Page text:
Gigi Kwik Gronvall

Articles by Gigi Kwik Gronvall

1 November 2015

Two trends will dominate biosecurity over the next decade, shaping both opportunities and threats. The first is industrialization, as biotechnology becomes a globally important manufacturing base and economic force.

27 March 2015

Deterring conflict, getting to zero

Governments need to do something to diminish the potential for armed nuclear conflict, for accidental launch, and for the increasing likelihood of nuclear-armed terrorist groups, which threatens to upend the strategic balance between nuclear armed and protected nations in ways that cannot be dete

19 March 2015

The biological weapons ban increases US security

The ban on biological weapons has worked well to reduce proliferation—though there have been violations, no nation state openly declares that it is developing a biological weapons capacity—and it promotes US security 

18 March 2015

The winter-safe deterrence debate

Gregory D. KoblentzGigi Kwik GronvallBrett EdwardsMartin Furmanski Sonia Ben Ouagrham-GormleySeth Baum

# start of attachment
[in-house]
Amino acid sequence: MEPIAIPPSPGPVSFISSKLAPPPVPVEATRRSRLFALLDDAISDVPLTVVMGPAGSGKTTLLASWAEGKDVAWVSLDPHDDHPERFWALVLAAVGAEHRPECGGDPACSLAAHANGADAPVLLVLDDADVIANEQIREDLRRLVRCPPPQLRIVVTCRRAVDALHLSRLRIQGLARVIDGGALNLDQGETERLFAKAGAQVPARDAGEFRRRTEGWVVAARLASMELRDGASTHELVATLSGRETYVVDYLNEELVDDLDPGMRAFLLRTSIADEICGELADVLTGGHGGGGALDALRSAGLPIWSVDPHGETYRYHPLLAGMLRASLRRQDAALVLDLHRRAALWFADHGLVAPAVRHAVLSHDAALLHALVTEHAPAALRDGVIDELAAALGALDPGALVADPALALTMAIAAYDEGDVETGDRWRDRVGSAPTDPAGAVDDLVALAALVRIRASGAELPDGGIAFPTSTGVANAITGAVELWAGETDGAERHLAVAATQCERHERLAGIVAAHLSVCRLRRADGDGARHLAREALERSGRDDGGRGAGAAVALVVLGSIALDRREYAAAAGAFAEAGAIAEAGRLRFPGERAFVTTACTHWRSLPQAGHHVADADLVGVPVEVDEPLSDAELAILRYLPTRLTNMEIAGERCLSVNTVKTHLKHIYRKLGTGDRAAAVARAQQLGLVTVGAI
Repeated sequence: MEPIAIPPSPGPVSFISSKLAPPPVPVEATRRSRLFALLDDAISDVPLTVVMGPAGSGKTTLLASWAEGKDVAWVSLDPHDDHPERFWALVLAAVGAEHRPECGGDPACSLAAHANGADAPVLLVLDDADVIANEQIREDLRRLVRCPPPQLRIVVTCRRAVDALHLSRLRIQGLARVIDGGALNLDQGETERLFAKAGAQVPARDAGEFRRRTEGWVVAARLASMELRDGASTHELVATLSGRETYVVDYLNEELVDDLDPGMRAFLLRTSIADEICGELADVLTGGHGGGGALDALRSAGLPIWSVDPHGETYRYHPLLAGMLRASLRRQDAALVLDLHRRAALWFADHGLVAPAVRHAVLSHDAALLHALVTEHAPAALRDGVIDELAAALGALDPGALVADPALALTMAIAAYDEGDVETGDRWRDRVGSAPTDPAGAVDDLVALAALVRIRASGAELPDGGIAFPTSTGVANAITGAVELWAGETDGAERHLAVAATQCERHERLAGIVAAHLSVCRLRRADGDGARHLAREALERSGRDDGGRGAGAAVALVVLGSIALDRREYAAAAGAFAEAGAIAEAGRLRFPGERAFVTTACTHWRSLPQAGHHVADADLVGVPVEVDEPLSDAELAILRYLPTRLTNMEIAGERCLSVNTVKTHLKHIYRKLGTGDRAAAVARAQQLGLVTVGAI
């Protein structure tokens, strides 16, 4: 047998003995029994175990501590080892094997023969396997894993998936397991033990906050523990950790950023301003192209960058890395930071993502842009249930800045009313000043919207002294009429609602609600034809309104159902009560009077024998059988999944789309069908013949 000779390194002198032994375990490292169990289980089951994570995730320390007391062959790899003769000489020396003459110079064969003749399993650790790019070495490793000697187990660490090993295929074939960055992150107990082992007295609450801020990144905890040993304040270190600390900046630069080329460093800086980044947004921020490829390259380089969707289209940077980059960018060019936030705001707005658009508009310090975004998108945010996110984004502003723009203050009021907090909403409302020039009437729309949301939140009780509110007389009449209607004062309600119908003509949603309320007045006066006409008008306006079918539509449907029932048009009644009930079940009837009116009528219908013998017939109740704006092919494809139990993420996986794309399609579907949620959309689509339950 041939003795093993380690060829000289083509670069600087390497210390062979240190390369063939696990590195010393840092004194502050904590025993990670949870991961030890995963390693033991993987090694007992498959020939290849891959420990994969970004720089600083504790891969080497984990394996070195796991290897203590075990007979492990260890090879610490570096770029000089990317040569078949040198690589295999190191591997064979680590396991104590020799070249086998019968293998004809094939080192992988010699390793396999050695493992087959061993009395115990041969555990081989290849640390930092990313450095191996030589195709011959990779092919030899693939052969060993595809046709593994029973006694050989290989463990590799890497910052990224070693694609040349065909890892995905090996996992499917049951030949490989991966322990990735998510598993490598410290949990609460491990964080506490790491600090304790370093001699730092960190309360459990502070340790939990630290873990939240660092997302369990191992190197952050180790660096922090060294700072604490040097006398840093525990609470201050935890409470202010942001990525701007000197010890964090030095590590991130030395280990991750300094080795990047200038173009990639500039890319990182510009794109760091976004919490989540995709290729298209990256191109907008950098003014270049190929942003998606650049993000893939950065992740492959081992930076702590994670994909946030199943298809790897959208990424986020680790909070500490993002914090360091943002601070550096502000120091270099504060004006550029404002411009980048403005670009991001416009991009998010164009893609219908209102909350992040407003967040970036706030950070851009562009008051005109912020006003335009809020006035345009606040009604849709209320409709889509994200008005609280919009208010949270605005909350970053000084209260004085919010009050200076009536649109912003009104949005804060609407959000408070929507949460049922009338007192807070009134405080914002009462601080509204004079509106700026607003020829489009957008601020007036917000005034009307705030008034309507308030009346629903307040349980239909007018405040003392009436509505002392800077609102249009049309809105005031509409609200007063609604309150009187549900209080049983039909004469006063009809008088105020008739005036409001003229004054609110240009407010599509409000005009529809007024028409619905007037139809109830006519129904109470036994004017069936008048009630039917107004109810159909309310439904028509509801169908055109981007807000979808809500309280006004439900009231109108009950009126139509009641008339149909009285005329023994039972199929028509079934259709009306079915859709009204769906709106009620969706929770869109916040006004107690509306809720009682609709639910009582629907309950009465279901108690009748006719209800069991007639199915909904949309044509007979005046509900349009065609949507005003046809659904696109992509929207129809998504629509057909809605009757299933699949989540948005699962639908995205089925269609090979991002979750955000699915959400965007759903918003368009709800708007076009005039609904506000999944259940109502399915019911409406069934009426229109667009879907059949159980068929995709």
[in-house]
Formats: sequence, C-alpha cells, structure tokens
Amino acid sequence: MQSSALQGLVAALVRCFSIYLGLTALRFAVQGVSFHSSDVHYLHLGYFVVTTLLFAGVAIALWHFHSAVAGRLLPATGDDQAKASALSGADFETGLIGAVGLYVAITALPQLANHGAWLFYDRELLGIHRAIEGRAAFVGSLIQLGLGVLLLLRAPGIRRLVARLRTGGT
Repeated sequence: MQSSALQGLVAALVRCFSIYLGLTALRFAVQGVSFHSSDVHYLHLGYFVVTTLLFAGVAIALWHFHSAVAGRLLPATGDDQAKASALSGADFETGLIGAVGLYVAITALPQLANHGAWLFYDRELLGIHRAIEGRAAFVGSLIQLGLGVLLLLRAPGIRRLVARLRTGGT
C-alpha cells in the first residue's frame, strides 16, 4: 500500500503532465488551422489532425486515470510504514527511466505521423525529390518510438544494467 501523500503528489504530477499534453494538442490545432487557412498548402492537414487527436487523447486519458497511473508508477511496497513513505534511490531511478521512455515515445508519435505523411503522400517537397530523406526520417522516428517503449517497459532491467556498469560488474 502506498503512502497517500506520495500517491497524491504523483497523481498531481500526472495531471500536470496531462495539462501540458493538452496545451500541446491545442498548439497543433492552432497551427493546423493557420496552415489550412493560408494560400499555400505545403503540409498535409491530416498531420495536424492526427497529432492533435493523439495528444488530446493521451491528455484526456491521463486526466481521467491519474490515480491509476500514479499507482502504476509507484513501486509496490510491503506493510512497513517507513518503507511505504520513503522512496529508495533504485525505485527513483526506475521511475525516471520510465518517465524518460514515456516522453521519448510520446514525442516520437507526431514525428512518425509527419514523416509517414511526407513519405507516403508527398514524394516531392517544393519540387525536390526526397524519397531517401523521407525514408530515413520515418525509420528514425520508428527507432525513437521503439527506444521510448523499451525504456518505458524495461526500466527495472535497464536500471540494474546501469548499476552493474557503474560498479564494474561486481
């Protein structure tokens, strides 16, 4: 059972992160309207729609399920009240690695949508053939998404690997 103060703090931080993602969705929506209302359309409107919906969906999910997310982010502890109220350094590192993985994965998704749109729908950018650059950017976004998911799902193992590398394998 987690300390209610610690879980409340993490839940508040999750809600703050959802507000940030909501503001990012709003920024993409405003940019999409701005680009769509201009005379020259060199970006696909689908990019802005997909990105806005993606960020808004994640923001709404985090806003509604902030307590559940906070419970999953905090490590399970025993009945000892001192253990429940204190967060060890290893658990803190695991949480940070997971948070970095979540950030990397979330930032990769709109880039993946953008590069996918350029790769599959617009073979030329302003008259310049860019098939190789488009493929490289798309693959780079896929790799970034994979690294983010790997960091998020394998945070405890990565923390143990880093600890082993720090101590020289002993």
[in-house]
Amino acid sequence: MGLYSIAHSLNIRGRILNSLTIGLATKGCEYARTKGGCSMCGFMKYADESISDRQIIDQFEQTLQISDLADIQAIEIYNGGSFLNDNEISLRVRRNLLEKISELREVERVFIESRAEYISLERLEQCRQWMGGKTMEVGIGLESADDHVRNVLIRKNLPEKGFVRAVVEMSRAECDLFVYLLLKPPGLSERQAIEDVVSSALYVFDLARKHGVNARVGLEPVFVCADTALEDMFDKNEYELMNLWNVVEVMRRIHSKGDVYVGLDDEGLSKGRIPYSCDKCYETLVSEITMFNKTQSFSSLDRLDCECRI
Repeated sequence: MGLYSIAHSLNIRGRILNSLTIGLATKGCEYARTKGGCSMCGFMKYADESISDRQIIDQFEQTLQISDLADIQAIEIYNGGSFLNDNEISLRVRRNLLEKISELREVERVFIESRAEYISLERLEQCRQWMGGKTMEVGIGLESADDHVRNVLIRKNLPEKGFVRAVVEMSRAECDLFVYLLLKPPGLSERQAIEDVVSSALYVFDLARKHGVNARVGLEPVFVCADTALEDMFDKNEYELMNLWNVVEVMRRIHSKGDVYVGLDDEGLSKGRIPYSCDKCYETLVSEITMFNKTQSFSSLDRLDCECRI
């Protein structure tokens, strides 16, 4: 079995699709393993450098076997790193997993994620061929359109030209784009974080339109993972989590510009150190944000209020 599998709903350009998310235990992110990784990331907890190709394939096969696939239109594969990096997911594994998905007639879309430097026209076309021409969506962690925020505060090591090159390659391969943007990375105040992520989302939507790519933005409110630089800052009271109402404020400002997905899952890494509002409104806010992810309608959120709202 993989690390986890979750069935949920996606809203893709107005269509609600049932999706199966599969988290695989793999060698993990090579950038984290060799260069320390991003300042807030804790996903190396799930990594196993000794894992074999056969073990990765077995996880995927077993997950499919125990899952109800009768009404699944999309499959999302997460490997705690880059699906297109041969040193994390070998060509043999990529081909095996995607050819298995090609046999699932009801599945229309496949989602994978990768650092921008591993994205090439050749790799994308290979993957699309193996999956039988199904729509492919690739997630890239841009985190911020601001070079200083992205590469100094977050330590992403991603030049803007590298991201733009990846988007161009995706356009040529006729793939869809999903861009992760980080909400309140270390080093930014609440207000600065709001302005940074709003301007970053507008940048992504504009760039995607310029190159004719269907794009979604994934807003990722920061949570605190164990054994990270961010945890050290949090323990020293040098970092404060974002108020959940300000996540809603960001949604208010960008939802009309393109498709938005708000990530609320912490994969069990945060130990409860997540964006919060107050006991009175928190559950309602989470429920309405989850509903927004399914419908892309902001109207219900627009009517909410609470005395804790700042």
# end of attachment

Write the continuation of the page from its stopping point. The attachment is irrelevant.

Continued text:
A debate on the notion of nuclear winter-safe deterrence

29 October 2008

Improving the Select Agent Program

Gigi Kwik Gronvall

Immediately following the 2001 anthrax attacks, U.S. officials didn't know how many U.S. research laboratories held stocks of Bacillus anthracis, the causative agent of anthrax disease. And they didn't know how many researchers within those labs that did have stocks had ready access to the strains. This complicated the investigation of the source of the material used in the attacks. In the seven intervening years, U.S. officials have improved this situation.

6 February 2008

The unintended consequences of biosecurity solutions

As the roundtable winds down, I've begun to reflect on what I've learned from the conversation
and what can be done to move the subject forward. We are in agreement that genetic sequences should

9 January 2008

Which control mechanisms will work?

I strongly disagree with Iris Hunger's assertion that history teaches us that biological
expertise can't be purchased. One obvious counterargument is that history is full of achievements

5 December 2007

Is gene synthesis an "easy" technology?

The other participants in this roundtable have (rightly) focused not on the
access to genetic sequence information, but what it is possible to
do with that information. In one scenario, sequence information could be used to recreate

8 November 2007

Access leads to better science, and better security

Point your web browser to the
National Center for Biotechnology
Information (NCBI)
, and you will find a treasure trove of genetic information. No fee or